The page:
Bride Price

by | Jul 24, 2006 | Poetry | 0 comments

“When the food ran out grandma left us.
I remember the dry croak of her voice,
her eyes and that last look –
she touched each of us lightly on the head
and cradled ma’s head tight.
I remember that she said she was
‘just going to meet some old friends’.
She turned and walked away, not looking back.
From other huts women walked away
while old man magic beat his drum and sang –
‘let the rains come, let the rains come..’
We hadn’t got much of anything
except the red dust that filled the hut each day.
Old man magic talked to the elders
and soon we were going to a better place.
We took nothing with us, hadn’t the strength.
So we walked and as we did so
the old men left to meet their friends:
old man magic just went,
one day there and the next gone,
maybe the spirits took him.
We got to some place the same as home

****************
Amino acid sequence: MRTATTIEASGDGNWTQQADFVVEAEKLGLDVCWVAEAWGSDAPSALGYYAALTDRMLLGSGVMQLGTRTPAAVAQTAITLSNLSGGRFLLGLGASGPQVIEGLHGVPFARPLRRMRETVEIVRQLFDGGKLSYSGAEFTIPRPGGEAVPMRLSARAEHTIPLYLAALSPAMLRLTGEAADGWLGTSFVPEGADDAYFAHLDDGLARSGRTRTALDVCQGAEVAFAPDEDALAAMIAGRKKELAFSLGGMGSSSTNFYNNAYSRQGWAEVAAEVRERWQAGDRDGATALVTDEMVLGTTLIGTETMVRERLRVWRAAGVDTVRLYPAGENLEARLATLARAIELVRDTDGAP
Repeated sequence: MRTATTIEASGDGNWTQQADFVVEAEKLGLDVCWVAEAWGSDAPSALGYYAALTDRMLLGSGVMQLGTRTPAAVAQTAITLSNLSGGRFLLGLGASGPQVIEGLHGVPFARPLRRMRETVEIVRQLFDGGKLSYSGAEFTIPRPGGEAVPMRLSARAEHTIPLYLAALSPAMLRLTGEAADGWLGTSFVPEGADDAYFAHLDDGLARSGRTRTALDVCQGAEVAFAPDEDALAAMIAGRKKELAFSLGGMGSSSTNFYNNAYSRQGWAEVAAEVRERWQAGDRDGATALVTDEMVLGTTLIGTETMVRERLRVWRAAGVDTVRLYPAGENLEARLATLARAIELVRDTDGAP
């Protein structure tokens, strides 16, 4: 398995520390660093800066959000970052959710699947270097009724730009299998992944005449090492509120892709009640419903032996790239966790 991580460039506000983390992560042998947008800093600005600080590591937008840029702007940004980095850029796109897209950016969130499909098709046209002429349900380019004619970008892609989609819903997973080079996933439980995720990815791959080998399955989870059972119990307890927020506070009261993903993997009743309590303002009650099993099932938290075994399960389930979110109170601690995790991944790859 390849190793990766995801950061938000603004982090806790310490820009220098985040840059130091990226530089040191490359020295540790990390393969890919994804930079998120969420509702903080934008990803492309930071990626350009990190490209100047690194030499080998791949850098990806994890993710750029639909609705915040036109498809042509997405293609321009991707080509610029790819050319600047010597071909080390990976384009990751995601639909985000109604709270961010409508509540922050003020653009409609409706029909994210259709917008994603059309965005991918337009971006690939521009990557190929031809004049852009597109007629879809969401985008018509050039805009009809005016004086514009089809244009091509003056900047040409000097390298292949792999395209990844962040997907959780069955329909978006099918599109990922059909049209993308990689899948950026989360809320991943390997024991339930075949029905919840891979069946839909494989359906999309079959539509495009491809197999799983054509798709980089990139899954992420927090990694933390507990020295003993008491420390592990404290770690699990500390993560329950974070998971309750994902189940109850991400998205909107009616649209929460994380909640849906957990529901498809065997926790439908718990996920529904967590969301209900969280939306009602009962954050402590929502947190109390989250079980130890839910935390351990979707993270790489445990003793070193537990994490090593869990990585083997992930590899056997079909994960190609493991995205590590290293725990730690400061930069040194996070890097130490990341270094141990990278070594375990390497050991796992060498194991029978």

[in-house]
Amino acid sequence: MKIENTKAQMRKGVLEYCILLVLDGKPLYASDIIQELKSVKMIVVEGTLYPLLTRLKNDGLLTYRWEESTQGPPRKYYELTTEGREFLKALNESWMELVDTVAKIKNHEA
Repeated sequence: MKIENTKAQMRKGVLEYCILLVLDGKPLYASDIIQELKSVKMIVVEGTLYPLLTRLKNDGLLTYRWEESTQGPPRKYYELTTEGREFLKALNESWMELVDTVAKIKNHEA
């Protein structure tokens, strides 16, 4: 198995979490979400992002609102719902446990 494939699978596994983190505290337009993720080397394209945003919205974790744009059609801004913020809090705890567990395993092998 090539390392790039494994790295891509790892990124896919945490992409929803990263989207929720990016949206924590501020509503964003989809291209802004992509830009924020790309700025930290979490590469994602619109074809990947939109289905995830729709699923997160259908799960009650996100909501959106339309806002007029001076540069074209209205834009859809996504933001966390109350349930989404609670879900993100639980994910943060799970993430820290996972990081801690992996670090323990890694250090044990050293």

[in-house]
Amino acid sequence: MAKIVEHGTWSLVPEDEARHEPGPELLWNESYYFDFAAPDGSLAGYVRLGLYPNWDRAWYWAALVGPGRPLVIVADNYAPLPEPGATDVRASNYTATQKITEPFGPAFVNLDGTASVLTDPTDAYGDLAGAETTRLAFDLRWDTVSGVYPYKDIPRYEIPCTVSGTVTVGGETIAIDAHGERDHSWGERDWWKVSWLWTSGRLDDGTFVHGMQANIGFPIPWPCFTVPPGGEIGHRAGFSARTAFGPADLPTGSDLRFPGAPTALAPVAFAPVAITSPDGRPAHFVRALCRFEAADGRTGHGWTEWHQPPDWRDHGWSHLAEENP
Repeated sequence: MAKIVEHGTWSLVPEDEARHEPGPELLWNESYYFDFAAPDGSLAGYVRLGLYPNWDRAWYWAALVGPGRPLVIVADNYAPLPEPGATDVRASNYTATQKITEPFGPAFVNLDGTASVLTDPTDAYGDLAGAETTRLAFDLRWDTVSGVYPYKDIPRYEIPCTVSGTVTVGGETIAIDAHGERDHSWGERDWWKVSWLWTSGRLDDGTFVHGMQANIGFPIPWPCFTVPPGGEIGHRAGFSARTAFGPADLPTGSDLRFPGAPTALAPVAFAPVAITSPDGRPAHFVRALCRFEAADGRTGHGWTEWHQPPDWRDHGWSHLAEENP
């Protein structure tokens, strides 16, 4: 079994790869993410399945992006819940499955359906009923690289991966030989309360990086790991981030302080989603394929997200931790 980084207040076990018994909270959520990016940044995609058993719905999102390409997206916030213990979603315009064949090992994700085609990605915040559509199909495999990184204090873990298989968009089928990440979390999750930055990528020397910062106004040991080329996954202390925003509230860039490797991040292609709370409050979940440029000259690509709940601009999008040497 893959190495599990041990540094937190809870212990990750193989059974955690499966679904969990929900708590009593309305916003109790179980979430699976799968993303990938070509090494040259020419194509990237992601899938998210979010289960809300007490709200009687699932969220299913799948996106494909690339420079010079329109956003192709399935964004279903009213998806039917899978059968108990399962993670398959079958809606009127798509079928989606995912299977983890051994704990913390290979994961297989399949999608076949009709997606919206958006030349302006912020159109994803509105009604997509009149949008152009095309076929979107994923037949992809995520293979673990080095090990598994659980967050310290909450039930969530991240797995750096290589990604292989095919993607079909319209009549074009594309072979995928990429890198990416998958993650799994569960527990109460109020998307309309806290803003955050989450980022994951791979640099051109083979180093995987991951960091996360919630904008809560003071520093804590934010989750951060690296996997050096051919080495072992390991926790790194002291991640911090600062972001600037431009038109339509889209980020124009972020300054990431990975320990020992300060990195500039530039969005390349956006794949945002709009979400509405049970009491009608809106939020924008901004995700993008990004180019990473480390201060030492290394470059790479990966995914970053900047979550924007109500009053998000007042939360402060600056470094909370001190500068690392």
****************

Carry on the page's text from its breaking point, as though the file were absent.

and sat in huddles, in a crowd, in nothing.
Spirits came who said they were ‘friends’:
they stole our soul with their black eyes.
They promised help and left us
and we walked to meet our friends.
The help, when it came, did not save us;
the babies died first, too young to walk
so we carried them to meet their friends.
One day the food stopped
the ‘friends’ said they were sorry and went:
they stole our dignity with their ghost aid.
Ma said, “You’re the eldest now,” and I was,
but the men were too weak and too poor
and none had a bride price, nor land, nor hut –
it is a barren place..”


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